AT&T Takes Shape as Lobbying Giant
When all the lobbyists for the new AT&T showed up for the freshly merged company’s first strategy meeting, they packed into a conference room that one attendee called “the size of a stadium.” The Jan. 22 gathering, which some said topped 70 people, was standing-room only.
The session made two things clear: Not only is the new AT&T’s Washington, D.C., operation colossal, but the combination of lobbyists for AT&T, BellSouth and Cingular Wireless also can be cumbersome. Although everyone expects the new AT&T to be a powerhouse of lobbying and campaign giving, lobbyists working for the company say right now it’s focused more on its internal workings than a legislative agenda on Capitol Hill.
Already, some in-house lobbyists have opted to make an exit. Some outside lobbying consultants have been cut. And lobbyists expect more changes to shake out over the next year as the three lobbying offices prepare to move in together this week.
“I think there are a lot of challenges, logistical challenges,” said one of seven outside consultants for AT&T who would speak only on the condition of anonymity. “They are definitely one big company now, and as such there’ll be a lot of scrutiny placed upon them. Once they get their act together, they’ll have a very formidable government relations operation.”
The changes have made an imprint on K Street firms and could have an impact on the trade associations that count AT&T as a member.
Numerous sources said that former BellSouth consultants such as Locke Liddell Strategies and the Smith-Free Group have not been retained by AT&T, while other firms such as Cassidy & Associates, which already represented AT&T, naturally lost a client when BellSouth joined the fold.
Just this week, former BellSouth lobbyist Broderick Johnson, a former deputy assistant for legislative affairs in President Bill Clinton’s White House, is announcing that he will join the lobby firm Bryan Cave Strategies as its president and counsel to the shop’s affiliated law firm. An AT&T spokeswoman said she would not comment on any personnel moves or the relationship the new company has — or does not have — with outside consultants. It previously had been announced that AT&T lobbyist Sean Kennedy left to become the top aide to Sen. Claire McCaskill (D-Mo.).
BellSouth lobbyists expected to stay on with AT&T include Lyndon Boozer and Troup Coronado. Those BellSouth lobbyists are joining a fold headed by James Cicconi, the company’s San Antonio-based senior executive vice president of external and legislative affairs, and Tim McKone, executive vice president of federal relations.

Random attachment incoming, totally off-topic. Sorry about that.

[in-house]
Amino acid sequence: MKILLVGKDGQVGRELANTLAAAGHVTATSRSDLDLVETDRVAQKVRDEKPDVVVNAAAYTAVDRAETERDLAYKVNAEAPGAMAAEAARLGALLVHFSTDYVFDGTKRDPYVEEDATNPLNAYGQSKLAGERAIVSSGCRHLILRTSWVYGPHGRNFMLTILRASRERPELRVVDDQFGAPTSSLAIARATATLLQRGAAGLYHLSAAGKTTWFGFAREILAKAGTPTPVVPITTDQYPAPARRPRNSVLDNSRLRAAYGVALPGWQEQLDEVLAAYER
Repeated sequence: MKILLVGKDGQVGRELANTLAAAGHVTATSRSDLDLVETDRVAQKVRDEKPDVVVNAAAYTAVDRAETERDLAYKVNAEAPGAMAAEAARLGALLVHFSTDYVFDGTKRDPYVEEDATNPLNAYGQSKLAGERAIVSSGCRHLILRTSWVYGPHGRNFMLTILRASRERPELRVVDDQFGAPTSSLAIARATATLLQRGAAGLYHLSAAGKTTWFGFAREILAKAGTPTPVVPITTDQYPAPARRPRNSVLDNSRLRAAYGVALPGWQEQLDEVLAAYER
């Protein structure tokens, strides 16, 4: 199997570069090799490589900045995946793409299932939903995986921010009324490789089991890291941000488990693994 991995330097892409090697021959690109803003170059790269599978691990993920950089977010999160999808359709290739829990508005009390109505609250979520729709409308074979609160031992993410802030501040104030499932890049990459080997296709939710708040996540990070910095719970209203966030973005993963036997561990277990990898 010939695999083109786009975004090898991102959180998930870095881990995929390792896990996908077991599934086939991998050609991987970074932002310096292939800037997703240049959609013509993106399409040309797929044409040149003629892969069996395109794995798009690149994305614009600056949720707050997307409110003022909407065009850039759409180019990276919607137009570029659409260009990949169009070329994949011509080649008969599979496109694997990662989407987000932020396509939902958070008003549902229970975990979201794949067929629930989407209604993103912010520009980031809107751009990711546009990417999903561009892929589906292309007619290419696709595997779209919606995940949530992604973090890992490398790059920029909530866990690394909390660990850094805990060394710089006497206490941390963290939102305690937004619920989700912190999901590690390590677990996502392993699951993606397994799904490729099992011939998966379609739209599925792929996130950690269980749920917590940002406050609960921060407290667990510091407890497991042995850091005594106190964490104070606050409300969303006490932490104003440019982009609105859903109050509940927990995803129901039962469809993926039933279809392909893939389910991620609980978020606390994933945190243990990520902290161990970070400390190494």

“There are a lot of chefs in that kitchen,” said a second outside lobbyist.
That said, a third consultant added, “People seem to be blending in and getting along.” A fourth lobbyist chimed in that “everybody seems upbeat and excited.”
Kent Wells, who has run the Cingular office, for example, attends the lobbying meetings, which since the Jan. 22 event have been limited to one consultant per firm, several sources said.
Those meetings, attendees said, typically are run by Peter Jacoby, a longtime AT&T lobbyist with ties to Democrats, and Tim McGivern, a Republican who came from SBC, which acquired AT&T but took the AT&T name.
Wells is expected to be among those moving this week, along with other AT&T lobbyists, into BellSouth’s old space at 1133 21st St. NW, two sources confirmed. Cingular’s three outside firms also are expected to stay on board, lobbying sources said. Those firms are Paula Timmons Consulting, Mattoon & Associates and Capitol Solutions.
According to lobbying disclosure reports as well as interviews, the new AT&T’s outside lobbying firms include the Ashcroft Group, Akin Gump Strauss Hauer & Feld, Cassidy, DC Navigators, Barbour Griffith & Rogers, Ogilvy Government Relations and Quinn Gillespie & Associates, among others
Firms that signed on from the old BellSouth, such as Clyburn Consulting, were not automatically retained by AT&T. The firms were put through a selection process. And no one is resting easy.
“There are always more changes down the road,” said one lobbyist familiar with the merger. “I would be shocked if there weren’t some internal personnel changes before the end of the year. I think a lot of that remains to be determined.”
A fifth outside consultant said he and his peers will have to “prove your mettle” this year.
Even so, a telecom lobbyist who does not represent AT&T said the cultures “are going to mesh.” But this lobbyist said the newly combined company’s lobbying operation is “overkill,” as was its lobbying power even before the merger. An AT&T lobbyist disagreed. Even with all that firepower last year, AT&T did not get telecommunications reform legislation it wanted, he pointed out.
As for AT&T’s trade associations, some lobbyists said that the newly enlarged AT&T could result in a redefined mission for the U.S. Telecom Association and also could lead to a bigger presence within CTIA — The Wireless Association.
But in a statement released through an AT&T spokeswoman, McKone stated that “the merger of BellSouth and Cingular into AT&T has not changed the dynamics of our involvement with the trade associations that we are members.”
And USTA spokeswoman Allison Remsen e-mailed a statement: “The new AT&T team has brought keen political insight, commitment and resources to the collective work of the industry and its association.”
Joseph Farren, director of public affairs at CTIA, said AT&T will likely have the same voice as Cingular. “Cingular always had a powerful voice, and I think they will continue. They’re one of our largest members,” he said. CTIA and AT&T also have a connection in Jot Carpenter, who left AT&T and joined CTIA in September as its head of government affairs.
Said one former AT&T executive: “Changes are coming” at those associations.